Meredith Ritchie: Well, yeah, I think, and that evolved over the whole Black Lives Matter movement, too. I really dove in, I was reading books and really trying to educate myself, and not just for the book but to be a better community neighbor.
I learned the term white savior, and I definitely tried to stay away from that. It wasn’t Kora that needed saving, it might have been Maggie, or they saved each other, or they helped each other.
That white guilt, I’ve since learned, is really exhausting for Black people, because as soon as they educate a white person, then the guilt comes in and they have to console them. And I’m like, if I had to do that over and over again, I would be exhausted, and I would just be done.
I did have sensitivity readers, by the way, so that was key.
What was that process like?
Meredith Ritchie: I ended up engaging a friend of a friend, her name was Marla Mahon, and she just nailed it. She just really took the time to peel through Kora and would just tell me “no” sometimes.
You speak specifically about skin color in that Kora is light-skinned enough to have “passed” as white on the bus when she was a kid. What led you to include that?
Meredith Ritchie: Well, you realize that race is a social construct, like it’s a set of rules based on something that can change; it’s just a genetic feature. There’s that Dr. Seuss story, The Sneeches, where they’re like “Oh, now it’s the stars, now it’s not the stars,” and it’s just that we tell each other something until it becomes reality.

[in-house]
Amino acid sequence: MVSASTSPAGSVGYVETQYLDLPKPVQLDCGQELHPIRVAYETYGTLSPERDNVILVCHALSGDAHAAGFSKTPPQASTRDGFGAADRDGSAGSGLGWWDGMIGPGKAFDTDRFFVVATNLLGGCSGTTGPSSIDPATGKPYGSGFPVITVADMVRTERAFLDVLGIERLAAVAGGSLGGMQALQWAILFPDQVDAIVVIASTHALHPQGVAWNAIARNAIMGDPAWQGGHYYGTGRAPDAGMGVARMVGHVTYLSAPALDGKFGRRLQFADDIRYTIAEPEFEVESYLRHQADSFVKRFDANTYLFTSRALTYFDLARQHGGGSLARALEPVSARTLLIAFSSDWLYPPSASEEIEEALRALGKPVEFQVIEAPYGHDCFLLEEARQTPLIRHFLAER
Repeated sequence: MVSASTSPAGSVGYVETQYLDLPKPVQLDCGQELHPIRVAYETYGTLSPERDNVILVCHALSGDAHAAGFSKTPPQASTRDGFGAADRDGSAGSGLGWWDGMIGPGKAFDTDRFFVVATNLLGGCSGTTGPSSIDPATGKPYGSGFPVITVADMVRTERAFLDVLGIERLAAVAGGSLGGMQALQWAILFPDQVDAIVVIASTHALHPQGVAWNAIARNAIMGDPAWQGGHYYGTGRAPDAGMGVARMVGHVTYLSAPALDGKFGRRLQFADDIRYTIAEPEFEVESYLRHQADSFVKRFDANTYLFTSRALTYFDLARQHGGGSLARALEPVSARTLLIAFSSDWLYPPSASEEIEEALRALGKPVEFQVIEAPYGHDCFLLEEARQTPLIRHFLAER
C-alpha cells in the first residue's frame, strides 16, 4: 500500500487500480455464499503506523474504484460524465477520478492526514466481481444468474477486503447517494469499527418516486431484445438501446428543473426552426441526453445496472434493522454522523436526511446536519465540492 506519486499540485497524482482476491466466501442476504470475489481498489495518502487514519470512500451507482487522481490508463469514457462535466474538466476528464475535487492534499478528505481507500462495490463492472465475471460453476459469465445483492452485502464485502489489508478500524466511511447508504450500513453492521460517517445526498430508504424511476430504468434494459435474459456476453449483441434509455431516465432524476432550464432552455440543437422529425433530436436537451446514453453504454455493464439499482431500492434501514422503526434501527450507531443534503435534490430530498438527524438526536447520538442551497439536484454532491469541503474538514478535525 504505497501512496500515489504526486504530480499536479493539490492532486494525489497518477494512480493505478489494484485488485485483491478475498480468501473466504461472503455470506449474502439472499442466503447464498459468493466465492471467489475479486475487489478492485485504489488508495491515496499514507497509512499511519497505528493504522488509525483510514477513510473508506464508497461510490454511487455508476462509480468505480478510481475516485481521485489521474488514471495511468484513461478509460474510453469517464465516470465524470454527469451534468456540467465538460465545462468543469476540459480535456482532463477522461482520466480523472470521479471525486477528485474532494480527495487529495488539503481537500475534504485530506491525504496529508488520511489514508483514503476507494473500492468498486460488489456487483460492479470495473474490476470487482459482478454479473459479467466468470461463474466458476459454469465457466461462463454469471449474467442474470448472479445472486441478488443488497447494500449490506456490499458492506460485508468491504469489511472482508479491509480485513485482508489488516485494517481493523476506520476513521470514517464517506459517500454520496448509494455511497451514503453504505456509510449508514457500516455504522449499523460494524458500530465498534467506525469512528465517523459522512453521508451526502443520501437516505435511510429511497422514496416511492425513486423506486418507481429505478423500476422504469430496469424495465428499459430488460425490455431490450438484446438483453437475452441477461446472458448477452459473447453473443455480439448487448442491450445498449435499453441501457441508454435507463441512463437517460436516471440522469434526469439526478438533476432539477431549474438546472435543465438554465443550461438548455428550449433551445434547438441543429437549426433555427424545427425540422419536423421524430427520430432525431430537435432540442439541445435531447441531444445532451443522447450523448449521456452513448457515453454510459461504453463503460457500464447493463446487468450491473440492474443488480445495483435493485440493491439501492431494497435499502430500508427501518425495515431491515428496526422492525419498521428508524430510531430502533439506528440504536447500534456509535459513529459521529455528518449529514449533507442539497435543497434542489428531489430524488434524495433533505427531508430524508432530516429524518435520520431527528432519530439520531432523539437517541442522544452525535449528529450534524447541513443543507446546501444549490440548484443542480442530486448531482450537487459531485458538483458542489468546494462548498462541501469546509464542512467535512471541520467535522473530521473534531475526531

Like the one-drop rule, you mean?
Meredith Ritchie: Yes, and it’s just dumb. And I think Kora, she’s like, “This is stupid. Why do these rules apply to me when I’m half this and half that?” And that just makes all the rules fall apart and it makes the people that are desperate to keep those rules in place seem desperate, and she saw them that way.
One of the best ways I’ve heard it, right at the start of Black Lives Matter, is Toni Morrison’s interview with Charlie Rose. It’s one of the best interviews because she says, “This is not our problem. This is yours.” Not that you should be ashamed of yourself, she didn’t say it like that, she just said, “You [white people] need to fix it.”
So you’ve already named a few to this point, but what were some points of Charlotte history specifically that stuck with you from your research?
Meredith Ritchie: The war changed the city, because it brought rural people into the cities who were attracted by the high wages from the defense industry. So Charlotte itself had just gone over 100,000 people in 1942. But then it really tipped the scales for North Carolina to be more urban versus rural, and we’re still fighting on urban versus rural for North Carolina. And so there was that aspect of it, because it kept people in the city.
I also read Anna Jean Mayhew’s book Tomorrow’s Bread about the ’60s and ’70s, tearing down Brooklyn. So that was really impactful in just looking at it differently. She used to live here and grew up in that time and she writes it very well.